So you know my instructor was a small chubby lady that is even in tough situations calm and controlled and had a handle for bad drivers (hehe) – but, after all that nonsense she had to hear from that student all day, being spilled over by gas from the hair to the pants, made her flip. She shouted at the student and drove home with the car to change clothes (gas is apparently very unhealthy on skin contact) while letting the student wait in the car for half an hour.
After that, she drove her home and told her she is not suited for driving and should ask for another teacher in the office because she can not take the responsibility that if she EVER passes the driving test to be the one to let her drive on roads until she finally hurts somebody.”
This Instructor Was Crazy Unprofessional
“I have the opposite side of the story, one where the driving instructor was the crazy one. I grew up in a really small town (~1500 people) in Canada. As part of our driving instruction before we could go for our actual license, we had to do four types of driving (in town, on the highway, on gravel roads, in a city – I use quotes because the city in question has about 16,000 people, so not big). So I did my in town first and all went well other than the fact that I was 6’6” and had to cram into a tiny Honda Civic. Highway drive was about the same. Gravel drive was no problem because I had been driving on gravel roads since I was about 13.
Then came the city drive. I drove my parents to the city (about an hour from my house) and we had agreed to meet up with my instructor at a mall right near the outskirts of the city. I got into her car and we started driving. As we’re driving through downtown, I’m just going along at the speed limit, when she SLAMS on her brakes, gets a death grip on the steering wheel, and yells STOP!!! I’m just like ‘What the heck?’ and she says that I have to stop to let pedestrians cross. At the time, a) we were in the middle of the block with no pedestrian crosswalks to be seen, and b) the only pedestrian was a person walking down the sidewalk on my right, who had glanced across the street, which my instructor took to mean that she was wanting to cross the street. We sat and waited and the pedestrian just kept walking straight.
After that, and I mean literally right after that incident, my instructor says ‘Oh, I have to pick my kid up and take him to baseball practice.’ We started driving towards the mall and I thought we were just going to stop at the mall and be done with our drive. Nope. She gets me to turn just before the mall, drive to her house, pick up her kid, and drive him to baseball practice. When we pulled into her driveway, she said, ‘You don’t mind driving my kid to baseball do you?’ And I was like ‘Whatever, if you feel safe having your kid riding with somebody who is driving in the city for the first time ever and I get credit for the drive I need to do, then have at it.’
Then I got the all-clear to do my actual license (with a different instructor, thank god) and failed because I didn’t slow down enough for a railroad crossing even though you could literally see about a mile in either direction down the track and it was abundantly clear that a train wasn’t coming.”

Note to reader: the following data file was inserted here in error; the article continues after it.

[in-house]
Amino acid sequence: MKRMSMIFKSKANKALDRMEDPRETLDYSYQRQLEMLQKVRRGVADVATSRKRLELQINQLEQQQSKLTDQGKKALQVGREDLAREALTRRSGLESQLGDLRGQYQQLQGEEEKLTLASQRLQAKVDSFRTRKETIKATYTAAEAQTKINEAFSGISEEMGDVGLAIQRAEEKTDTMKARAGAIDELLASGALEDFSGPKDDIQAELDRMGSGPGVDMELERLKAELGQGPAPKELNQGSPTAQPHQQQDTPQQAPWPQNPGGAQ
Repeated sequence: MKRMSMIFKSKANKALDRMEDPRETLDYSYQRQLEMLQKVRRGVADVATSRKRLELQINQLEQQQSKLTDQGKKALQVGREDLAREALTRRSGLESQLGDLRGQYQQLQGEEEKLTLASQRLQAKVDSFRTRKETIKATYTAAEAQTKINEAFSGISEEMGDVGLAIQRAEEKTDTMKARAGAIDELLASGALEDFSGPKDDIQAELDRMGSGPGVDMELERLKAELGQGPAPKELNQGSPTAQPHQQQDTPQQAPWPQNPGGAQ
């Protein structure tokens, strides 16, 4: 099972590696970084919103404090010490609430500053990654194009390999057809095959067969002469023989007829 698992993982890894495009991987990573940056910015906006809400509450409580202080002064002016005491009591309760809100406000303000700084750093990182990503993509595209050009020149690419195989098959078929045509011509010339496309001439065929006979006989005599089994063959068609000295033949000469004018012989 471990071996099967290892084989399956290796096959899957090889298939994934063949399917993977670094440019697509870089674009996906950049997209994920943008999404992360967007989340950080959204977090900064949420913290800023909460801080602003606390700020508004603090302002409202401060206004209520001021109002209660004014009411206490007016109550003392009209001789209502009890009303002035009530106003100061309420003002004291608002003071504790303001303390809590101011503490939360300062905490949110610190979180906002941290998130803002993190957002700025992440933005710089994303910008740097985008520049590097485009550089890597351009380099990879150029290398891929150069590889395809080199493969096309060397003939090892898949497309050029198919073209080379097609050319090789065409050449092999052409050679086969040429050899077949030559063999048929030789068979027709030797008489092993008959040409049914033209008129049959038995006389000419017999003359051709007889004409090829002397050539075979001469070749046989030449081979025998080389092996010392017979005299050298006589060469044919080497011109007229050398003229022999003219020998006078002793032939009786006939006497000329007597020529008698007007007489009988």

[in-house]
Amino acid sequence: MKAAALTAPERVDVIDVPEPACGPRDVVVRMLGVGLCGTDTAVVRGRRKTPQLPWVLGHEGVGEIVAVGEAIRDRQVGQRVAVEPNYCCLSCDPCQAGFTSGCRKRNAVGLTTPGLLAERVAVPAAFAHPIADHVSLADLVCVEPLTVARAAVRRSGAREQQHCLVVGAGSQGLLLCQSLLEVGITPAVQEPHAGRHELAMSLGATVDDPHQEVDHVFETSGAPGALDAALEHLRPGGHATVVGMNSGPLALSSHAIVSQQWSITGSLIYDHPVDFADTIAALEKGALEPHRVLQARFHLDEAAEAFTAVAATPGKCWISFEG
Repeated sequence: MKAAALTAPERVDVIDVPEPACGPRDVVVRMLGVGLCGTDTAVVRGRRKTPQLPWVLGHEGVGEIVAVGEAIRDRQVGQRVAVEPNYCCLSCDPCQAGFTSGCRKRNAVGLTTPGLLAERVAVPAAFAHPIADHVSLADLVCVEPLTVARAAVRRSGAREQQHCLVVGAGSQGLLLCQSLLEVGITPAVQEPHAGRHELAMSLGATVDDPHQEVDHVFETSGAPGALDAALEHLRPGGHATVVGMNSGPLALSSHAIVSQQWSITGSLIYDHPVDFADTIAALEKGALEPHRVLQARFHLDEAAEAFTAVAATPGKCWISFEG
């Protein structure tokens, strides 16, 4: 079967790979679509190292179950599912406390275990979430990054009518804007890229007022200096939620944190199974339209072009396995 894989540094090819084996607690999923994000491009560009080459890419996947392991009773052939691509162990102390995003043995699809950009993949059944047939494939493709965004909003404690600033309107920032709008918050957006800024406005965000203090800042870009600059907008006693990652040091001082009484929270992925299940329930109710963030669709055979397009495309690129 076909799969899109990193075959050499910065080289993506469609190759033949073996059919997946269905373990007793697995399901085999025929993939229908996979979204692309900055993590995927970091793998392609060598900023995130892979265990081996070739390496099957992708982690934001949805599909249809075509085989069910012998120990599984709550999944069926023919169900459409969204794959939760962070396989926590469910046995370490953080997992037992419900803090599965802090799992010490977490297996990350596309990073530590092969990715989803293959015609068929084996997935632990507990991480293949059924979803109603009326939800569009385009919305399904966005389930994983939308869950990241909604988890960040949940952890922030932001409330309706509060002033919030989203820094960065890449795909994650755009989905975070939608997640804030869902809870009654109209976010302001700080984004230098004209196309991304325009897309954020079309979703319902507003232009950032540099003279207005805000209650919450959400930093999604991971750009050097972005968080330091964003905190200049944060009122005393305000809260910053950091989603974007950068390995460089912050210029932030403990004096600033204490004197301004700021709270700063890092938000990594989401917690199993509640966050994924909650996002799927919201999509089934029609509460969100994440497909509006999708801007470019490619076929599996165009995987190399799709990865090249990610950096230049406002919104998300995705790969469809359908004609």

Yeah, Definitely Don’t Do This
“Two instances that I remember when I was a student in a class.
We heard a guy fail his drive for the day BEFORE even getting in the car. How? Oh, he pulled up in his own car BY HIMSELF. He gets up, walks over to the instructor’s car.
Instructor: ‘Where are your parents?’
Student: ‘At home.’
Instructor: ‘Well give them a call, tell them to pick you up, because you already failed by driving here unsupervised without a license.’
In all seriousness, I’d never seen this guy before our first class, which I assumed was only for the students at our school. This guy looked like he was 25, but then again, everyone did when I was 15.
We heard a guy failed his drive for the day BEFORE even getting in the car. How? Oh, he pulled up in his own car BY HIMSELF. He gets up, walks over to the instructor’s car.
I just finished my turn driving (I always volunteered to drive first so I could take a nap, since our drives we’re usually scheduled after school) we stopped to get snacks and pop, and the other kid got a bag of sour gummy worms. This kid was relentlessly shoveling gummy worms in his mouth as if he hadn’t eaten in weeks. The instructor finally asked him to take a break and put both hands on the wheel. Apparently, the kid took this request a little too seriously, and when we got to his first turn, he didn’t let go to do a hand-over-hand turn. Instead, he continued to twist his arms into a knot as he turned. The instructor didn’t say much, which I didn’t blame him, because if he broke the kid’s concentration, we probably would’ve crashed on one of the busiest roads in our city.”
At Least She Tried
“I did the drive exams for the state government for a few years here (US). My second week I had an elderly woman (about 80) scheduled for a test. She was a permanent resident from Nigeria and knew very little English. Just how little, I would soon find out.
We go through the starting instructions and the vehicle check, and eventually, get started. The first thing to do at my location was to pull out of the parking lot to the right on a fairly busy two-lane street. She did not stop to check for traffic, she just turned on out. Lots of angry honking ensued. Also, an immediate failure of the exam. There was a cul-de-sac on the right side about half a mile down the street that we could use to turn around that had a stoplight, so we did that. I had to physically point all the directions to her because of her limited English.
Instead of wrapping around the cul-de-sac to turn around, she did a three-point turn there. At this point, I was not surprised. If I was more experienced, I would have taken over and driven back at this point. Hindsight is a cruel mistress. We lucked into a green left-turn arrow and started our return to the branch.
Some of the more astute drivers may notice that we would need to turn left to get back to our starting point. There is no stoplight at this turn, but there is a nice turn lane dividing the two sides of the road. I point at the entrance to the parking lot and the following exchange occurs:
Me: ‘Left turn there.’
Me: ‘Yes, left.’
And she merges left into the turning lane and continues driving past our turn. No big deal, we will take the next turn and go across the parking lot of the nearby store. We have a very familiar exchange:
Me: ‘Left turn here, okay?’